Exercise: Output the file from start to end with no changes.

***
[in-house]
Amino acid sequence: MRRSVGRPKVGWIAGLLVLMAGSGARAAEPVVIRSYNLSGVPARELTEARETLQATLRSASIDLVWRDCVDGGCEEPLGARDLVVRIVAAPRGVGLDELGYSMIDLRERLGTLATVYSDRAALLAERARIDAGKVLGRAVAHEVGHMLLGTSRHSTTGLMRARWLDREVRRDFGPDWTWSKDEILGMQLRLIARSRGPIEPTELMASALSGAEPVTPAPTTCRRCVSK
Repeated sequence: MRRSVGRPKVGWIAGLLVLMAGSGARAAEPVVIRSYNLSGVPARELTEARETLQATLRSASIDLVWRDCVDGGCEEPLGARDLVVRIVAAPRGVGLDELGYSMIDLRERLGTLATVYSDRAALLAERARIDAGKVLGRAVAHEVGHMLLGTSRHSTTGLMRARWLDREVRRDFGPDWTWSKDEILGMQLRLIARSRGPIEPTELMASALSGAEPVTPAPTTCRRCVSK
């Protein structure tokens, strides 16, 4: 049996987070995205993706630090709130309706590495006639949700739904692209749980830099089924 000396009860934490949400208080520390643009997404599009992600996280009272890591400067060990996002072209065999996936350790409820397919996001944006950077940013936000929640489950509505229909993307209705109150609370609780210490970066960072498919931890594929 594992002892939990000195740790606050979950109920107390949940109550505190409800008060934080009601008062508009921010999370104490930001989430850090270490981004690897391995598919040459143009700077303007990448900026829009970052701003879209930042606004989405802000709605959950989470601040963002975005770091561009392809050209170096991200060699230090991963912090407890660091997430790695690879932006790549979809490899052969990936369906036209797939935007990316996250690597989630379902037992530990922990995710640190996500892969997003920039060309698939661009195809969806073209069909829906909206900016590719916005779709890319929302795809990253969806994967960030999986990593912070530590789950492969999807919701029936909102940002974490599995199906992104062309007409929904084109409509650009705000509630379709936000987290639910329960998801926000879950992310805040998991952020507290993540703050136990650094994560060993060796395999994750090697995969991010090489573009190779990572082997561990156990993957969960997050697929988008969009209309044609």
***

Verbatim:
[in-house]
Amino acid sequence: MRRSVGRPKVGWIAGLLVLMAGSGARAAEPVVIRSYNLSGVPARELTEARETLQATLRSASIDLVWRDCVDGGCEEPLGARDLVVRIVAAPRGVGLDELGYSMIDLRERLGTLATVYSDRAALLAERARIDAGKVLGRAVAHEVGHMLLGTSRHSTTGLMRARWLDREVRRDFGPDWTWSKDEILGMQLRLIARSRGPIEPTELMASALSGAEPVTPAPTTCRRCVSK
Repeated sequence: MRRSVGRPKVGWIAGLLVLMAGSGARAAEPVVIRSYNLSGVPARELTEARETLQATLRSASIDLVWRDCVDGGCEEPLGARDLVVRIVAAPRGVGLDELGYSMIDLRERLGTLATVYSDRAALLAERARIDAGKVLGRAVAHEVGHMLLGTSRHSTTGLMRARWLDREVRRDFGPDWTWSKDEILGMQLRLIARSRGPIEPTELMASALSGAEPVTPAPTTCRRCVSK
């Protein structure tokens, strides 16, 4: 049996987070995205993706630090709130309706590495006639949700739904692209749980830099089924 000396009860934490949400208080520390643009997404599009992600996280009272890591400067060990996002072209065999996936350790409820397919996001944006950077940013936000929640489950509505229909993307209705109150609370609780210490970066960072498919931890594929 594992002892939990000195740790606050979950109920107390949940109550505190409800008060934080009601008062508009921010999370104490930001989430850090270490981004690897391995598919040459143009700077303007990448900026829009970052701003879209930042606004989405802000709605959950989470601040963002975005770091561009392809050209170096991200060699230090991963912090407890660091997430790695690879932006790549979809490899052969990936369906036209797939935007990316996250690597989630379902037992530990922990995710640190996500892969997003920039060309698939661009195809969806073209069909829906909206900016590719916005779709890319929302795809990253969806994967960030999986990593912070530590789950492969999807919701029936909102940002974490599995199906992104062309007409929904084109409509650009705000509630379709936000987290639910329960998801926000879950992310805040998991952020507290993540703050136990650094994560060993060796395999994750090697995969991010090489573009190779990572082997561990156990993957969960997050697929988008969009209309044609």